Ceci n’est pas un Jardin

By Tamara SINGH

Taming the Wilderness

Who might have imagined such a fuss over gardens and landscapes?

The now defunct DEA Jardins Paysages Territoires (Gardens-Landscapes-Territories) was an extremely enriching doctoral track simply because of the fierceness with which all contenders debated the properties and qualities of the things to be studied. Sorbonners and Architectural Institute students, we were not even out of the starting blocks when “Nature” and all of her wondrous bazaars came clashing down around us in cacophony. A number of our shorthand, stenographic, everyday terms, proved up for grabs. Gardens were a 7th Art, Landscapes appeared to us in Art-like manifestations,  Territories displayed whole political-historic dilemmas but with sensibilité, s’il vous plait. Enthusiastic questioning ensued over semantics and objects: urban landscapes, wilderness gardens, cultured nature? And then by sudden reversal and conceptual sumersault, Wildernesses were tamed, Gardens were Landscapes, and Landscapes were Gardens. Afterall, with the advent of man on the moon, from space, the whole of Earth looked like a garden, dixit Bernard Lassus, founder of the programme.

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In pure academic style, the jousting could be wearisome, repetitive, rocky, stormy but also reputation making. For example: Says who that the husbandryman or farmer is oblivious to his creations — ways in which agricultural activities modify the land? Yves Luginbuhl was always considerably sceptical about the specialist definitions of objects of study like “landscape” to the exclusion of the inhabitants’ use. Alain Roger’s key highbrow concept artialisation was a term that the then erstwhile programme director and my research mentor, liked most to operationalise diabolically. Lughinbuhl was fond of calling into question the political implications of such a high falutin’ idea, which appeared  exclusionary of the meaning making capacities of the “natives” of the land.  For Luginbuhl, it was always important to come back to the praxis of the earth and personal action. Moral and philosophical speculation about what a paysan saw or experienced or failed to experience artistically should not replace the everyday aesthetics involved in digging out a water source, collecting pollard hay from the fodder pollards or brindlewood from the coppiced ones. It might even be construed as an abuse of power.

A tactile person myself, surprised to have found myself in the JPT –as it was affectionately referred to– surrounded by plasticiens and artists who worked three dimensionally with materials, I remember distinctly the feeling of being challenged to upend any idea I may have had about the Garden.  In particular it seemed important to always come back to its users’ very sensual relationship. I was invited to deconstruct it as a cultural entity.

The bower of colourful dispersions and enlivening debates,  JTP facilitators and participants were faithful to the legacy of its founder and keen on taking care to watch over any biais that might easily surge should we forget the prisms of class conciousness, everyday aesthetics and bodily investments of space. Issues of scale that had kept Gardens on one side and Landscapes on the other, while architecture and urbanism remained contiguous, no longer had the same pertinence. Neither did the artificial separation of formal professional landscaper artist and hobby gardener.

Lassus’ classic 1960s study of the embellishment and meaningful transformations undertaken by some working class city populations, in their own humble residential spaces, was a landmark, no pun intended. The habitants-paysagistes as he called them, often worked without any concern for “practical use” or social acceptance of their  own gardens. A kind of ART BRUT or Outsider Art (without those precise claims) made room for something subtle in their creative landscaping. The concept of a sensibilité paysagère, an art de faire (an art of doing) worth the roving eye of some academics was born. I can’t recall if Michel de Certeau mentions Lassus or vice versa, but I see them as amicable intellectual twins. They share between them a kind of generosity as they rehabilitate poor art, poor subjects, poor doing, those estimed as powerless. The ordinary man, the common anonymous hero, tactically advancing using a sort of hidden script, as James C. Scott called it. Silently and arduously humble, overlooked, blue collar dreamers creating a micro-landscape, a world born of and blooming with imaginaire.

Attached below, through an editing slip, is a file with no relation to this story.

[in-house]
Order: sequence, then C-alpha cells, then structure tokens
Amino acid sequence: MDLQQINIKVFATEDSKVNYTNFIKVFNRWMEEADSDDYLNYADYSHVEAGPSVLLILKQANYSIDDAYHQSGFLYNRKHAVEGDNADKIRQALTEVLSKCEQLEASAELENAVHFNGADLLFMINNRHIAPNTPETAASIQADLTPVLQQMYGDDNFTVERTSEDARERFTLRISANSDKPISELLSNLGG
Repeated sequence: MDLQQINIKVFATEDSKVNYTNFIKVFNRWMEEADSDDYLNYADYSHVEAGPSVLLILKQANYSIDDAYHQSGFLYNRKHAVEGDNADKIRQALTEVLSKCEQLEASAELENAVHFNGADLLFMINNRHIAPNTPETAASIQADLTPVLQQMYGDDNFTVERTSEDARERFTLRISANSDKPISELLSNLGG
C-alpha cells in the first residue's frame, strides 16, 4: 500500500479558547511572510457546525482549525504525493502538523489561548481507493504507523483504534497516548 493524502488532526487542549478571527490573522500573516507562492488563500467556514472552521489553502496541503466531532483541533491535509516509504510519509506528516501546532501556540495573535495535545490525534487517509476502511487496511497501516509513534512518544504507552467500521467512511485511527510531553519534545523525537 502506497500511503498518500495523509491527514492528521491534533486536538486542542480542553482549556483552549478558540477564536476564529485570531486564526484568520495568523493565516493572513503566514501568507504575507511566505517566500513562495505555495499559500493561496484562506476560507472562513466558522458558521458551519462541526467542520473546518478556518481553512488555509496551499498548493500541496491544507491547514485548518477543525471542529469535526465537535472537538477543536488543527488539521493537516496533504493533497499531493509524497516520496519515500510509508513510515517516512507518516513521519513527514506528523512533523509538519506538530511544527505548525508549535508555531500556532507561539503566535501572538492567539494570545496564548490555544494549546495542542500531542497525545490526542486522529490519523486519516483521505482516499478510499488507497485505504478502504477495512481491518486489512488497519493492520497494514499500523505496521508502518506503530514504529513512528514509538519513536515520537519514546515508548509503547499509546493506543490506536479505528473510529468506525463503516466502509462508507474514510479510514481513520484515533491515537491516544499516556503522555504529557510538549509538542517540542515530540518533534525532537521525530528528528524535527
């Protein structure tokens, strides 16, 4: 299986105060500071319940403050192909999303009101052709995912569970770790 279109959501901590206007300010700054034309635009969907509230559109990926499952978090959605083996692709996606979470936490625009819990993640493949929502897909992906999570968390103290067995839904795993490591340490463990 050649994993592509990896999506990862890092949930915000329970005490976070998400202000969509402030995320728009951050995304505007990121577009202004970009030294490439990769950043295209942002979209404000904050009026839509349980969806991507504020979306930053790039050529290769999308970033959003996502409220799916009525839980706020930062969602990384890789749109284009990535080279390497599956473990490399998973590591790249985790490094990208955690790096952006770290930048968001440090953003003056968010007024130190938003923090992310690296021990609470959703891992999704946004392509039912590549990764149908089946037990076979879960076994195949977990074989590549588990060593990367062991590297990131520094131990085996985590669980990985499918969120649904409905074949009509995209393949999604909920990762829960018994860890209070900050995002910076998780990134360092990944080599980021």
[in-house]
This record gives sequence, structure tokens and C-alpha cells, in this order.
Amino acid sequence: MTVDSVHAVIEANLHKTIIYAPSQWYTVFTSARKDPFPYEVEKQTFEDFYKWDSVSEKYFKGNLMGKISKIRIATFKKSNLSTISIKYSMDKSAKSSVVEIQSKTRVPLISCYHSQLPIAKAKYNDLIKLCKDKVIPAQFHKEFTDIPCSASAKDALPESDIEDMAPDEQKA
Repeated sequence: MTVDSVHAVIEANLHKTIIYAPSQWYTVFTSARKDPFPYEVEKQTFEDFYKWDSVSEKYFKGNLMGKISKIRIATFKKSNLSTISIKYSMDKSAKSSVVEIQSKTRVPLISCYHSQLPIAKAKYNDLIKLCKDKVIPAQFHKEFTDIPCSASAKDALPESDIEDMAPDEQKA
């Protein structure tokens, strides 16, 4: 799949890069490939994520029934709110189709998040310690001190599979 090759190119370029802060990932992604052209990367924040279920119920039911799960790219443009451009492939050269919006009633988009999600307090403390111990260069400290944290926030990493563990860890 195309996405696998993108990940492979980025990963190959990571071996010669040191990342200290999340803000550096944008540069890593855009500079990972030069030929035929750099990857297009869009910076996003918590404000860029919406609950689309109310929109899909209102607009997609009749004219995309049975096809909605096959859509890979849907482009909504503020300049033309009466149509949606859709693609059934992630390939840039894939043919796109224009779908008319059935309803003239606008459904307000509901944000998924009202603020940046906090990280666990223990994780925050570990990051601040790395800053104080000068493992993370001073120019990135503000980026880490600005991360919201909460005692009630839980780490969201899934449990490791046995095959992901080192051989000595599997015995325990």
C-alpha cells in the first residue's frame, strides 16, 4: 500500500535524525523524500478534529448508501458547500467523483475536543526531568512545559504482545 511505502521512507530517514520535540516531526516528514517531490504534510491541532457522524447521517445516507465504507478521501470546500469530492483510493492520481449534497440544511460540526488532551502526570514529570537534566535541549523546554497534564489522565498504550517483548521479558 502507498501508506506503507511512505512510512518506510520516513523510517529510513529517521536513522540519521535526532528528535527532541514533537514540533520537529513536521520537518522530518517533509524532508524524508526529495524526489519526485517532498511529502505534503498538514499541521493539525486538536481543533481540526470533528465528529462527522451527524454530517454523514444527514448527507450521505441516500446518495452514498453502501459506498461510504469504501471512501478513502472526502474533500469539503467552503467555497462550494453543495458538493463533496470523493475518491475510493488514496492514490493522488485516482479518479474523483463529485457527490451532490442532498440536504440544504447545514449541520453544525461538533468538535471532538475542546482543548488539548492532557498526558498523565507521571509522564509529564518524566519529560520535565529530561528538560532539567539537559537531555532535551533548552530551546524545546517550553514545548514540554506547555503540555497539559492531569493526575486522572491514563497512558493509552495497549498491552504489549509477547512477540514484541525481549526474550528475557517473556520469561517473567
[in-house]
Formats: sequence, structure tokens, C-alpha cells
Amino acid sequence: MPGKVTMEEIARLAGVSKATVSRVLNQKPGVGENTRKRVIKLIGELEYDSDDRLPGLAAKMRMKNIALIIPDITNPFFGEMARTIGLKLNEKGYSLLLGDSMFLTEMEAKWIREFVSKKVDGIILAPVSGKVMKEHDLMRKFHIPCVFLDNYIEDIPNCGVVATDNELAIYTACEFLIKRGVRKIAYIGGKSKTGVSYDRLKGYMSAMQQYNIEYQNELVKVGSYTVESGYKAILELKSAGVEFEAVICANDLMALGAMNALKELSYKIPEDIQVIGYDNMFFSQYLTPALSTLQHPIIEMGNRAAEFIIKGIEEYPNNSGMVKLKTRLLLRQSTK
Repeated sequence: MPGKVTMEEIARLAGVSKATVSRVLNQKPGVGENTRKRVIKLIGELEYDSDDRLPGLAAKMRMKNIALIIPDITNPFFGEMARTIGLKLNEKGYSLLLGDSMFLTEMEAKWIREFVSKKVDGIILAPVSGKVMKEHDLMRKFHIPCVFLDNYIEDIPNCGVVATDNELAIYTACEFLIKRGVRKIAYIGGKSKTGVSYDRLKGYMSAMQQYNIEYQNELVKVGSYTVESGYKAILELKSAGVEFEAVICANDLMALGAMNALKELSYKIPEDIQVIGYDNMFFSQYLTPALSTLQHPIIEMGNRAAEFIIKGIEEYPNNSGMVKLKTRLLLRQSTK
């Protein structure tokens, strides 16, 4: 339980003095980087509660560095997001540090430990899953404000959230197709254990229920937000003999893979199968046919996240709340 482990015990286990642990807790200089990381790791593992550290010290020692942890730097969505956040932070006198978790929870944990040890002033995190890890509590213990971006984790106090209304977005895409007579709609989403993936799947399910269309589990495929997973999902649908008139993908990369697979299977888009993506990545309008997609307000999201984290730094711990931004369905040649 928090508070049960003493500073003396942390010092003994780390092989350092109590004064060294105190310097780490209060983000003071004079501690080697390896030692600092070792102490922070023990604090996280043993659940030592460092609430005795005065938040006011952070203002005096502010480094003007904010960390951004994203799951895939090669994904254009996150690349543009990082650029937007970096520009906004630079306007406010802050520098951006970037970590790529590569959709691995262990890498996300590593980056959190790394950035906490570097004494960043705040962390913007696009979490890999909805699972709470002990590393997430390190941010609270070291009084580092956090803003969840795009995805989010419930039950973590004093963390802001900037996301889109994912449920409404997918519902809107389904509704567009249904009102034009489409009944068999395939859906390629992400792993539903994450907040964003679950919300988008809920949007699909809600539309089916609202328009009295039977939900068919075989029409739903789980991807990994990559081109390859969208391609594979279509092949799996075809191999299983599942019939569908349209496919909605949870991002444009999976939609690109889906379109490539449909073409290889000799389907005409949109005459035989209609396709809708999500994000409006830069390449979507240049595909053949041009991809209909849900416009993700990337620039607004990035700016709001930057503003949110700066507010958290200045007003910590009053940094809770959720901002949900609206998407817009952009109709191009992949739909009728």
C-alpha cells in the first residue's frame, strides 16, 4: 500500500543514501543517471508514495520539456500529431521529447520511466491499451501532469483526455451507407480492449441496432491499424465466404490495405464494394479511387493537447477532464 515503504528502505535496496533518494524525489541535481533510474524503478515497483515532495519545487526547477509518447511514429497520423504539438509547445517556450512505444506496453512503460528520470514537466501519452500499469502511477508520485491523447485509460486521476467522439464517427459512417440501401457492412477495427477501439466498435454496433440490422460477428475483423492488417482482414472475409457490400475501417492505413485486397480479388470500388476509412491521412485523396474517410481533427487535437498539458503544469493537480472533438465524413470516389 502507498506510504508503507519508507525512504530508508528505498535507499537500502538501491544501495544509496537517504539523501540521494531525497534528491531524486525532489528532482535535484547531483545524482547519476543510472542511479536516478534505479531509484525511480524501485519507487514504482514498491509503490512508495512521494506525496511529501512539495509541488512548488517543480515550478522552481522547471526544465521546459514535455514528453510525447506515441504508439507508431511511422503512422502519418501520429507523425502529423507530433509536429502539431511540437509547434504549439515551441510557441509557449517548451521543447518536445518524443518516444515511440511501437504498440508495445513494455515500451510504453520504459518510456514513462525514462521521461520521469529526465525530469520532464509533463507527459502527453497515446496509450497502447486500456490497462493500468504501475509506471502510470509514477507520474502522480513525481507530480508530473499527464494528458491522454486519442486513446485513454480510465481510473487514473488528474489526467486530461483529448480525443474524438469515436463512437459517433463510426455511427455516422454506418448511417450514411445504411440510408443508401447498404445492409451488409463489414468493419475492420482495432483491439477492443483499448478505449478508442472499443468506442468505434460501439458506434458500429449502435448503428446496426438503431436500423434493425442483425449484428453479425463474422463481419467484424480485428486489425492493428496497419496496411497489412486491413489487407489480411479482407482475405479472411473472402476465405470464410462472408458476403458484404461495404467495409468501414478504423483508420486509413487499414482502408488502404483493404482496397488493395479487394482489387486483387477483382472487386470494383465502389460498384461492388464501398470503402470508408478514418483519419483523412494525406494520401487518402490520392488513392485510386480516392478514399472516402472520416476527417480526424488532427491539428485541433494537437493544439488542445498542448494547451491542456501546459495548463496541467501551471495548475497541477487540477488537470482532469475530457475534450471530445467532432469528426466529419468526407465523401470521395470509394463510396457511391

Today the degree granting JPT programme has been renamed. The new programme is entitled MA Architecture-Milieu-Paysages, and thereby announces proudly, or at least cosmetically,  contemporary ambitions. Expressing what I suspect to be evolving interests in ecology and environment, they are inevitably and continually excellent at what they are doing (with the likes of Augustin Berque still on staff). But the world has changed.  The stakes are heavier, larger, wider and more far ranging. The scale Global and Anthropocenic, or anthropocentric. And certainly less orthogonal, feet in mud, or haptic, hands in soil.

It is possible that Google Earth has somehow disenabled the cosmic WOW elicited in the astronauts’ view from space. Satellite images, produced and gathered rather than percevieved in situ by a human “out there”, suggests something disembodied and senseless. I mean sensori-less. A robot camera has no idea what tilling the earth might feel like. A boy, grown into an astronaut from Earth, might. The memory of manual activity, when replaced by a digital world of visuals….invites a distantiation.  The way a boy reports the garden earth…is invariably different from how a robot will report the garden earth. After all, the Garden  implies activity –everything from planting and pruning to the demand that we walk its grounds, making footfall, rather than just envisioning. In the Garden,  its only at arms length that we can actually get the leverage we need to do any proper digging.  And so a tactile embodied dimension of labour suddenly evaporated in the title of the new degree programme when they dropped Garden from the title. Action is replaced by some sort of mediated, visual or virtual life sketched out on paper, discussed in urban policy meetings, drawn up as blueprints, and what am I saying… draughtsmanship has been taken over by computer applications.